HoHoHoNoYouDont Tue 12-Feb-13 17:23:31


Womens clothes are usually the most accessible. This is the way it should be so I don't have to go out of my way, up and down escalators grin

Beehatch Tue 12-Feb-13 17:30:13

I was informed in Clarkes that the reason they site the kids section on another floor if possible is to stop kids running out the door whilst their parents are distracted. So maybe other stores follow this line of reasoning.

Still annoys me though, especially when there is no lift.

roundtoit Tue 12-Feb-13 17:31:00

years ago the mens dept was always the 1st dept in the store as their reasoning was men do not like shopping so therefore would not go looking for the department.

nailak Tue 12-Feb-13 17:40:13

my nearest m and s has kids, cafe and groceries on the ground floor, womens and men on the second, lingerie and accessories on the third, if they can do it i am sure others can too

GrandPoohBah Tue 12-Feb-13 23:17:46

You say that they're there to run a business, not provide a service to the public. But the point of the business, by and large, is to make money.

If I can't get to the clothes, or it's a massive hassle (pram in the lift at the other side of the shop, for example), I won't be making the effort. I'll just shop elsewhere. Which means I won't be putting my money into their pocket. Poor business plan.


Fakebook Tue 12-Feb-13 23:25:53

Yanbu! This really pisses me off. The Clarks shop in our town has children's shoes upstairs and there isn't even a lift and there never will be because it's a listed building. The only shops that have children's clothing on the ground floor in our town are Next and Monsoon.

I always thought, since pretty much all shops did it, that there must be a particular reason for it; a bit like why all shop/cinema doors open outwards (to prevent crushing in an evacuation). I had presumed it was for the reason Beehatch was given.

squeakytoy Tue 12-Feb-13 23:26:38

But the majority of people going into a shop are not likely to be pushing a pram unless it is a specialised shop for parents. Which Boots is not and nor is M & S.

Both are shops which will get busiest when shoppers are on their lunch breaks from work during the week, and want to quickly get in and out of the shop having found the goods they want.

MyDarlingClementine Tue 12-Feb-13 23:27:42


Its ridiculous as well as no adequate loo facilities for people with babies and push chairs. Many a time I have simply had to go to the loo with the door wedged open. Places like M&S should have good facilites all round for people with children.

JenaiMorris Tue 12-Feb-13 23:30:18

But most people don't have prams, Pooh!

MyDarlingClementine Tue 12-Feb-13 23:34:47

All people who complain about things like this here I wonder if they complain to the company who can actually do smething about it in RL.

We are in a credit crunch, big business ARE folding, companies are worried about thier performance, I have noticed alot more places trying to encourage people to give feedback on thier services.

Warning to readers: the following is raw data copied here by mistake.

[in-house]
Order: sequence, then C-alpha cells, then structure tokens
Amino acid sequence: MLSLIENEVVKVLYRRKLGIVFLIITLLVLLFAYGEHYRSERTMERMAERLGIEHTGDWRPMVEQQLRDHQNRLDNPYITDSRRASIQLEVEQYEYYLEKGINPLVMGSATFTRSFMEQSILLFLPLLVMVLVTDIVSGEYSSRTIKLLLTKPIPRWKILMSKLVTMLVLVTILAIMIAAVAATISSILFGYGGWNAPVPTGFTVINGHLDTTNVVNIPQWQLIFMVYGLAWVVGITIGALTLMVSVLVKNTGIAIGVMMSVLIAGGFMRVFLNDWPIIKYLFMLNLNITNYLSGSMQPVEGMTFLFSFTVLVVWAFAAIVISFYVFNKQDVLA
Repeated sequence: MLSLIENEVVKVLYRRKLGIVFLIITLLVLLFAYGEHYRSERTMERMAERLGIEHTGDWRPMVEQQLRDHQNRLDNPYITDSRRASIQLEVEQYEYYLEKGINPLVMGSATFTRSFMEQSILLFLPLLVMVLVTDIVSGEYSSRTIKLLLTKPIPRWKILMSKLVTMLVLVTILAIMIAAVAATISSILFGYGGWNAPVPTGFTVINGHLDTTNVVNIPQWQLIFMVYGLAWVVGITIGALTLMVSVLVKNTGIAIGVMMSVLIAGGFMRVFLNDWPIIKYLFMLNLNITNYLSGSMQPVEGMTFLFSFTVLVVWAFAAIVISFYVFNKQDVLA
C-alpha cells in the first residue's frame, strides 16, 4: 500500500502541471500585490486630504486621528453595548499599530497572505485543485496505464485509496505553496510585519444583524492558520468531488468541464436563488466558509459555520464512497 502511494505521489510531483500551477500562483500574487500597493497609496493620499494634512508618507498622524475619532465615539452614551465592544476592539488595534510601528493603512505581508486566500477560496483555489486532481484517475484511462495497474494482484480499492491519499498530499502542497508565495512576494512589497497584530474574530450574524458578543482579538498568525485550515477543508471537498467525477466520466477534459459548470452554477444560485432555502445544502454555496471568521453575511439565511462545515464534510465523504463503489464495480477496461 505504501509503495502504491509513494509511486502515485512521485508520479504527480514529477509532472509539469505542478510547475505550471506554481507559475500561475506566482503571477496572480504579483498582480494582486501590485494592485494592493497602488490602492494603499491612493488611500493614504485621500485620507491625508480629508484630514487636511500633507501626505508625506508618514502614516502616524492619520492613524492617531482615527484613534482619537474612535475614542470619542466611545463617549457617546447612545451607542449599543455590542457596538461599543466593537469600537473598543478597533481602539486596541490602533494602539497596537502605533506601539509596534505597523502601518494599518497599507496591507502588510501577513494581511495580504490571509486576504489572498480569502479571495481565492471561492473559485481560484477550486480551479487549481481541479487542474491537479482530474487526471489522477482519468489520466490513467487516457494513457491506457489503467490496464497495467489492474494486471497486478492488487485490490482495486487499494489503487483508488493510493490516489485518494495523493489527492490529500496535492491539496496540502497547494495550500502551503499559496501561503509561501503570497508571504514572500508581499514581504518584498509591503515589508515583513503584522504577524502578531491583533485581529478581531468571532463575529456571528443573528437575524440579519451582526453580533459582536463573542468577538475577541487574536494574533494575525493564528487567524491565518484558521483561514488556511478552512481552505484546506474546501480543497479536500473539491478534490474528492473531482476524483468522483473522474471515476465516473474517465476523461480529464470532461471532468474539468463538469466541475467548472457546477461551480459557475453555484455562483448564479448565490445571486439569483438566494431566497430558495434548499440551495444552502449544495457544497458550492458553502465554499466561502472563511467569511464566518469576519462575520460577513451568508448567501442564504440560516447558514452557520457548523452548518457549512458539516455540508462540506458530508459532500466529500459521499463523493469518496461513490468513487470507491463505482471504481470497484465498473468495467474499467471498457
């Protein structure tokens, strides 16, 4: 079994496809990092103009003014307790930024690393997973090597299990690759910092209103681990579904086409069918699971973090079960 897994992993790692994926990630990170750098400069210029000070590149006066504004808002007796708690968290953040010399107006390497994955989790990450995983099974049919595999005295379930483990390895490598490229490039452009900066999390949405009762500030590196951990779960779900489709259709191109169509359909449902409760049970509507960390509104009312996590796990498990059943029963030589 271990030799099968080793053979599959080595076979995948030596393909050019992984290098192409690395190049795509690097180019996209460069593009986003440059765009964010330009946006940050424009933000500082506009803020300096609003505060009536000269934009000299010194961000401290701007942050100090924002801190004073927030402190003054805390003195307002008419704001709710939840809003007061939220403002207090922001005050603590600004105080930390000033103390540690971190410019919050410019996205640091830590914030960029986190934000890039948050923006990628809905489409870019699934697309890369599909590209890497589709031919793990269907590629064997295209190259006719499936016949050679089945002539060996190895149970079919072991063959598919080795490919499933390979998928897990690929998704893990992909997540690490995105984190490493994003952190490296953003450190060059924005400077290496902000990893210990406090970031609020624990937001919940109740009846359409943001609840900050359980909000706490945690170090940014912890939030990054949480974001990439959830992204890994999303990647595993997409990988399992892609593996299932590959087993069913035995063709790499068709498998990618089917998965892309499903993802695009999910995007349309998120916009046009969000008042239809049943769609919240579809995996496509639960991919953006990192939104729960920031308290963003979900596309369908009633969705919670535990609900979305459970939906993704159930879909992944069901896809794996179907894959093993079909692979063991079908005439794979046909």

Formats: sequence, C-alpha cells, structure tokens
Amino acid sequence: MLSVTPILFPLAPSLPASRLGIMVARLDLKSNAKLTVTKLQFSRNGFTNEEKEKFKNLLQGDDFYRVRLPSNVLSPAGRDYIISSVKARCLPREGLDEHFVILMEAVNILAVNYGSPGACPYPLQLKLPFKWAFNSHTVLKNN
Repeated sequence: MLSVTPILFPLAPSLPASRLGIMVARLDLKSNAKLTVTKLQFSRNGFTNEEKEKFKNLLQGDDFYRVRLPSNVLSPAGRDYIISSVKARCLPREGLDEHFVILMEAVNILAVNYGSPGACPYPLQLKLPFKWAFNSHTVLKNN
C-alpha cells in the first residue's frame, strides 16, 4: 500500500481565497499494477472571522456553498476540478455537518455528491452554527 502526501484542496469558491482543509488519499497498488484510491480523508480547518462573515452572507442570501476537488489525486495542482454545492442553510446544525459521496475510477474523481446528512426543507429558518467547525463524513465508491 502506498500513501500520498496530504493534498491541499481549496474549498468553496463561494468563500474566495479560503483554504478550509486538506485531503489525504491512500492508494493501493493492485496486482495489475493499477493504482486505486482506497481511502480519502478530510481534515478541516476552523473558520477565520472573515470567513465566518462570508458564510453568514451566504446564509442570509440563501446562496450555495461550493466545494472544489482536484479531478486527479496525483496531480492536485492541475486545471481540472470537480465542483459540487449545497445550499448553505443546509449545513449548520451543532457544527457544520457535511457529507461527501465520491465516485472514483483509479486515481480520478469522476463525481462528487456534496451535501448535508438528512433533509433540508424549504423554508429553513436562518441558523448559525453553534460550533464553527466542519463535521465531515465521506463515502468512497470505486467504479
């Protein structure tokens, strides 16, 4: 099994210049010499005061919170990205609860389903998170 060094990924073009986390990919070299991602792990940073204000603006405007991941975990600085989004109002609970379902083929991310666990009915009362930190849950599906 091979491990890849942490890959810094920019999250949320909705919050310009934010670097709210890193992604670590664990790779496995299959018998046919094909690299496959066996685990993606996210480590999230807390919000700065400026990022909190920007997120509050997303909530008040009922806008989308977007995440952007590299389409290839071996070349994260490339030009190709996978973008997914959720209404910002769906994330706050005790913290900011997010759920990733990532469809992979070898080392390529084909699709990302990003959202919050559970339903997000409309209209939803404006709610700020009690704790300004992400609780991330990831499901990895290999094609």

If enough people complain about he same problem, they should look at it.

Squeaky - but where is the money? With the parent browsing in m&s or boots, or the person dashing in on lunch break for a sarnie? I know which demographic I would be pandering too.

JenaiMorris Tue 12-Feb-13 23:34:56

And ditto to Clementine grin

The pramless, be they disabled, a bit infirm, on a lunch break dash or just plain lazy outnumber those prampushers hugely.

How many hours, as a proportion of your entire shopping life, do you think you'll spend with a buggy?

JenaiMorris Tue 12-Feb-13 23:37:03

Or rather, how many £s as a proportion of your lifetime spend do you think you'll spend pushing a pram?

GrandPoohBah Tue 12-Feb-13 23:37:08

That's fair. But presumably these shops have children's sections on the basis that they're hoping to make money out of them? So siting them so that people with children - their target audience for that section - can't access them seems a little nonsensical.

I'm not saying that they should be the only thing on the ground floor and I agree that the sort of thing that lunchtime shoppers are after (food hall at M&S for example) should be very easily accessible, but it just doesn't make sense from a business point of view. If your target audience can't access your goods then it's wasted sq footage.

JenaiMorris Tue 12-Feb-13 23:43:35

But you can access the goods, assuming there's a lift or a place to leave your wheels.

Another perspective; women looking to buy toddler or baby clothes vs the number of women looking to buy women's clothes. And the £s they're going to spend.

nokidshere Tue 12-Feb-13 23:49:56

I was told by a manager in such a shop that the childrens sections were upstairs in order to prevent children leaving the store easily if their parent was shopping and distracted. grin

nancy75 Wed 13-Feb-13 00:12:08

In a large retailer every inch of floor space is analyzed, everything has to justify it's place on the shop floor. M&s make far more money from women's wear which is why it is in their prime selling area, kids wear doesn't come close in terms of units sold or turnover. Even if kids stuff was moved downstairs to the front of the store it could never compete with women's wear. The same goes for pretty much every retailer, Clarksville for example don't want to be seen as a kids shoe shop because their kids only out sell their women's for 2 or 3 weeks a year.

StuntGirl Wed 13-Feb-13 00:19:53

Possibly because the world doesn't revolve around parents/children? Prime space goes to the best selling departments/lines, or whoever paid the most to have their product there. Boots/M&S /etc don't make their bread and butter from kids clothes.

TheDoctrineOfSciAndNatureClub Wed 13-Feb-13 06:56:14

What nancy says - there is a massive amount of analysis done on footfall, spend, ambience etc and different store layouts are tried, analysed and tweaked to maximise revenue.

meditrina Wed 13-Feb-13 07:22:50

They put the most profitable items in the most prominent and easiest access areas.

Shops need to maximise profit; look at the numbers that are failing.

I doubt there are any which can afford the risks of a costly gesture to a niche subset of shoppers.

fairylightsinthesnow Wed 13-Feb-13 07:25:05

even where they have a lift, its usually tiny and hopeless on a busy saturday, the local boots (with kids stuff upstairs) loses LOADS of business because people see the queue to use the lift and go elsewhere. Clarks have their kids section up a few steps at the back (though they do offer to help carry the pushchair up)